Yes, this is as much historical as art historical, but J. Howard Miller’s poster for the Westinghouse Company’s War Production Coordinating Committee is now known one of the most iconic images (propaganda?) to come out of World War II. Meant to spur women into manufacturing jobs at factories, shipyards, and more, the beloved image is now recognized as an American, feminist icon. So tie on a polka-dotted or paisley head scarf and roll up the sleeves of your denim, chambray, or dark button-up shirt! It’s time to get to work–and by work, we mean going to get some candy!
Vincent van Gogh
This one is perfect for a grown-up or a little one. Just add a straw hat, blue linen or chambray shirt, a cardboard painter’s palette, and a red “beard” and boom! There’s your famous Post-Impressionist, circa his 1887 Self-Portrait with a Straw Hat. You can add a (fake) sunflower to the ensemble to drive the point home. Bandage around ear: not required. (Shameless plug: check out Kristen @ Art History Mom on Pinterest for more advice on how to recreate a kiddo’s Vincent van Gogh costume and how to indoctrinate kids to love art history).
Okay, this one requires a bit more work–but come on, that’s pretty fun. Invest in a wig and some makeup if you can’t grow a beard, a canvas (or printout) and paintbrush, and don some blue jeans and a white button-up. And feel free to recruit a friend to be the happy little trees, as seen above!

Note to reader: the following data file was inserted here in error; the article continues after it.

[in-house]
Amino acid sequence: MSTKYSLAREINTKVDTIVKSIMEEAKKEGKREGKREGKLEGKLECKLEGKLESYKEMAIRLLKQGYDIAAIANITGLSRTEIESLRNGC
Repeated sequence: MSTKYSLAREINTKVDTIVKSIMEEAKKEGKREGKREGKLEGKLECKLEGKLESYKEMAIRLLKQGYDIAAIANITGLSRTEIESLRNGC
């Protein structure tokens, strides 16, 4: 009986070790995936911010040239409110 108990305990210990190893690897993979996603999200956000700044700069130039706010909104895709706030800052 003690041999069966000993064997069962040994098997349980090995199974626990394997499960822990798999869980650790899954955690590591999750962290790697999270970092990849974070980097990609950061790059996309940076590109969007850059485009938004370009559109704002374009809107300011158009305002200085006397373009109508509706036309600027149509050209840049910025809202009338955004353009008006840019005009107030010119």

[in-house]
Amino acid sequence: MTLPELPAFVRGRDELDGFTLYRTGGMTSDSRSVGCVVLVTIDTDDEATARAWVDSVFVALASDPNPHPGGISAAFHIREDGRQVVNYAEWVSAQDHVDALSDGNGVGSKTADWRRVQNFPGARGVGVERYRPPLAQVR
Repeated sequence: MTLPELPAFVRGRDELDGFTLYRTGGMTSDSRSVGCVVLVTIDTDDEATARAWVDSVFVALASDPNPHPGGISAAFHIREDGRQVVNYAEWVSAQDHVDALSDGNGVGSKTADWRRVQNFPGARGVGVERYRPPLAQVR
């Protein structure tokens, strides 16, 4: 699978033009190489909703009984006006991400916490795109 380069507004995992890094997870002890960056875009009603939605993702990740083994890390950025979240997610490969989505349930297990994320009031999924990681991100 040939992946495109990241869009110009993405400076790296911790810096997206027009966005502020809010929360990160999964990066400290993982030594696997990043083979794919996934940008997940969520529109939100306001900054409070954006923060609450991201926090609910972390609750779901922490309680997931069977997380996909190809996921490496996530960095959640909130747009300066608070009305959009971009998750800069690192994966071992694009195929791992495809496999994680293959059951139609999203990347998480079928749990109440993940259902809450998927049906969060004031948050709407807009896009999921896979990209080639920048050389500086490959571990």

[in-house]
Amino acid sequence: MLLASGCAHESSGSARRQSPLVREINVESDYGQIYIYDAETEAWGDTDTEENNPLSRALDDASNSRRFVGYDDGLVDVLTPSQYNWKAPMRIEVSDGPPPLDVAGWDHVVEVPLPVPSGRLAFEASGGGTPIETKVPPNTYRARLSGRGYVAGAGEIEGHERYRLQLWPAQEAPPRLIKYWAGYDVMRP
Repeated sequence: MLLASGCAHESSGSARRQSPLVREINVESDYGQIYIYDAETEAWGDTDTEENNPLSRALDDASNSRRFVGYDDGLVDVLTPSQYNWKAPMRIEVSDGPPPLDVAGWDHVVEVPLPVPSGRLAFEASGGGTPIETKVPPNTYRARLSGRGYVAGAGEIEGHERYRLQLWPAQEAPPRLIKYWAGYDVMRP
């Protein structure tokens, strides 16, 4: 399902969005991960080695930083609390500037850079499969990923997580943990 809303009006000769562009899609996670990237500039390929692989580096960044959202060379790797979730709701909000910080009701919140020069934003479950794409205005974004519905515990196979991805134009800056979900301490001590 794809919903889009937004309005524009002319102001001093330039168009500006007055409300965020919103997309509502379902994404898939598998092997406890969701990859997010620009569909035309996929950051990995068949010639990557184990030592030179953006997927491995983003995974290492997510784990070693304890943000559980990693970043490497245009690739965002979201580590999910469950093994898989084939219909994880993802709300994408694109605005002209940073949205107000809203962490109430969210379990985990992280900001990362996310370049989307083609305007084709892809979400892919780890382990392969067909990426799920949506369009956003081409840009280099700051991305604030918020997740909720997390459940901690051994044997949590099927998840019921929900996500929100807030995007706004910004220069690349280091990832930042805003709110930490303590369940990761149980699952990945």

Dressing up as Britain’s–if not the world’s–most notorious street artist is surprisingly easy. I’ve done it for a Halloween party, and it worked surprisingly well–mainly due to the aura of mystery surrounding Banksy himself. Dress in all black or inconspiculously–nobody really knows what he wears, since his identity is unknown. Which means the imperatives are: 1) keep your face covered in any way you choose, and 2) grab an empty can of hairspray or dry shampoo (and tape a piece of paper around it to make it look more like a bottle of spray paint). Or an empty spray paint bottle, if you have one–emphasis on empty. Voila! A good costume for even the most artistically-challenged of us. **Note: again, this would work better for Halloween parties with friends. Banksy’s managed to evade arrest, but if your nosy neighbors see you even pretend to tag, you might not.**
And, of course, there are as many art-inspired Halloween costumes as there are pieces of art. If you’re good with makeup, why not try rearranging your facial features a la Picasso? If you love the Baroque and want to embody the act of painting, you can recreate Artemesia Gentileschi’s Self-Portrait as the Allegory of Painting (which I might actually do…)? If you need a couples’ costume, Grant Wood’s American Gothic might be more your speed.
Whatever you choose, the key to the best Halloween costume is dressing up as what you’re most passionate about. Happy haunts from the Art Docent Program!
Find out more about our programs here!
Want more art fun? Check out our past blog posts for more!